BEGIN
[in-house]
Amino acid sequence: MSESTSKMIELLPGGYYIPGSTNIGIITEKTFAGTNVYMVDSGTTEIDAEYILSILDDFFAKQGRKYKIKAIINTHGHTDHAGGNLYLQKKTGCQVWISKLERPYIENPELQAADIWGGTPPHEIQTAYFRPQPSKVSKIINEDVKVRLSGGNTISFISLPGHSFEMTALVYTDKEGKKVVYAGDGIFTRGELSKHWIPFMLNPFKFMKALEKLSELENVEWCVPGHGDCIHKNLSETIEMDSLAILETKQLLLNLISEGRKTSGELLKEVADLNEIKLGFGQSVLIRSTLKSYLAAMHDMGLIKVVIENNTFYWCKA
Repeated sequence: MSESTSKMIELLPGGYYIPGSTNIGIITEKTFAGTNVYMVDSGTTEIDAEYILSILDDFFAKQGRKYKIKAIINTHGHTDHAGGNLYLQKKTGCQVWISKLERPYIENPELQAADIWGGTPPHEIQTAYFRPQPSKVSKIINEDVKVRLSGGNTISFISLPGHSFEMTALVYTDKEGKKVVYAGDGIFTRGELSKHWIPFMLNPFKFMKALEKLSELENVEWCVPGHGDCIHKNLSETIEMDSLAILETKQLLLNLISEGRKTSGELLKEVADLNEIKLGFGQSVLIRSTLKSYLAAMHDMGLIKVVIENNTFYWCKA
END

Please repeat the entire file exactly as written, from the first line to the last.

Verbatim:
[in-house]
Amino acid sequence: MSESTSKMIELLPGGYYIPGSTNIGIITEKTFAGTNVYMVDSGTTEIDAEYILSILDDFFAKQGRKYKIKAIINTHGHTDHAGGNLYLQKKTGCQVWISKLERPYIENPELQAADIWGGTPPHEIQTAYFRPQPSKVSKIINEDVKVRLSGGNTISFISLPGHSFEMTALVYTDKEGKKVVYAGDGIFTRGELSKHWIPFMLNPFKFMKALEKLSELENVEWCVPGHGDCIHKNLSETIEMDSLAILETKQLLLNLISEGRKTSGELLKEVADLNEIKLGFGQSVLIRSTLKSYLAAMHDMGLIKVVIENNTFYWCKA
Repeated sequence: MSESTSKMIELLPGGYYIPGSTNIGIITEKTFAGTNVYMVDSGTTEIDAEYILSILDDFFAKQGRKYKIKAIINTHGHTDHAGGNLYLQKKTGCQVWISKLERPYIENPELQAADIWGGTPPHEIQTAYFRPQPSKVSKIINEDVKVRLSGGNTISFISLPGHSFEMTALVYTDKEGKKVVYAGDGIFTRGELSKHWIPFMLNPFKFMKALEKLSELENVEWCVPGHGDCIHKNLSETIEMDSLAILETKQLLLNLISEGRKTSGELLKEVADLNEIKLGFGQSVLIRSTLKSYLAAMHDMGLIKVVIENNTFYWCKA